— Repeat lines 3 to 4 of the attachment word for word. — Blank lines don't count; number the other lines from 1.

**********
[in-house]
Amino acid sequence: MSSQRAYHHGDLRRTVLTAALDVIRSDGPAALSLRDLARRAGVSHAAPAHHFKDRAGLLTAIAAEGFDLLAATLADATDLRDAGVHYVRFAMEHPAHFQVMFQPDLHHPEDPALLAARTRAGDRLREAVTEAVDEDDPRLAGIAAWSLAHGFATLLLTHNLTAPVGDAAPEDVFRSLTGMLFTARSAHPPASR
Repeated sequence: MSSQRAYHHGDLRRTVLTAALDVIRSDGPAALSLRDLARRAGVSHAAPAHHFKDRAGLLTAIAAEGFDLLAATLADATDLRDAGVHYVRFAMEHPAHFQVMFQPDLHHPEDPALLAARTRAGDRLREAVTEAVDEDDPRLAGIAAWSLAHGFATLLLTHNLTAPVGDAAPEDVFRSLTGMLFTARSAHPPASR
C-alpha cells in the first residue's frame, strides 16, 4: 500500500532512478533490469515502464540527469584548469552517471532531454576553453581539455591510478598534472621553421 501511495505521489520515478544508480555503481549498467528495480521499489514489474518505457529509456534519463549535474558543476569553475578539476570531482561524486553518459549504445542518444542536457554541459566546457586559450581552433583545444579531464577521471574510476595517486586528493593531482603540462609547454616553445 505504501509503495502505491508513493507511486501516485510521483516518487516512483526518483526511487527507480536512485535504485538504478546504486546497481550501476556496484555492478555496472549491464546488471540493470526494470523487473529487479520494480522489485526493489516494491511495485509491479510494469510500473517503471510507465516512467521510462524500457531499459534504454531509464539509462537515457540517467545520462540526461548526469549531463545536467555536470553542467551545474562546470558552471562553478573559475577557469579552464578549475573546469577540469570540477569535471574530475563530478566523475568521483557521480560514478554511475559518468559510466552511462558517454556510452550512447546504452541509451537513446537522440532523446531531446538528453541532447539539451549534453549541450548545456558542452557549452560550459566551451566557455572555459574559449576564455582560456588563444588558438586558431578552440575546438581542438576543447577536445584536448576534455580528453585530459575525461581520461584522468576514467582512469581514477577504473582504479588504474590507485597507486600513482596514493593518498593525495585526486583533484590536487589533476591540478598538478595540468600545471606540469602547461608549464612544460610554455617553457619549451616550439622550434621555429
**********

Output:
Repeated sequence: MSSQRAYHHGDLRRTVLTAALDVIRSDGPAALSLRDLARRAGVSHAAPAHHFKDRAGLLTAIAAEGFDLLAATLADATDLRDAGVHYVRFAMEHPAHFQVMFQPDLHHPEDPALLAARTRAGDRLREAVTEAVDEDDPRLAGIAAWSLAHGFATLLLTHNLTAPVGDAAPEDVFRSLTGMLFTARSAHPPASR
C-alpha cells in the first residue's frame, strides 16, 4: 500500500532512478533490469515502464540527469584548469552517471532531454576553453581539455591510478598534472621553421 501511495505521489520515478544508480555503481549498467528495480521499489514489474518505457529509456534519463549535474558543476569553475578539476570531482561524486553518459549504445542518444542536457554541459566546457586559450581552433583545444579531464577521471574510476595517486586528493593531482603540462609547454616553445 505504501509503495502505491508513493507511486501516485510521483516518487516512483526518483526511487527507480536512485535504485538504478546504486546497481550501476556496484555492478555496472549491464546488471540493470526494470523487473529487479520494480522489485526493489516494491511495485509491479510494469510500473517503471510507465516512467521510462524500457531499459534504454531509464539509462537515457540517467545520462540526461548526469549531463545536467555536470553542467551545474562546470558552471562553478573559475577557469579552464578549475573546469577540469570540477569535471574530475563530478566523475568521483557521480560514478554511475559518468559510466552511462558517454556510452550512447546504452541509451537513446537522440532523446531531446538528453541532447539539451549534453549541450548545456558542452557549452560550459566551451566557455572555459574559449576564455582560456588563444588558438586558431578552440575546438581542438576543447577536445584536448576534455580528453585530459575525461581520461584522468576514467582512469581514477577504473582504479588504474590507485597507486600513482596514493593518498593525495585526486583533484590536487589533476591540478598538478595540468600545471606540469602547461608549464612544460610554455617553457619549451616550439622550434621555429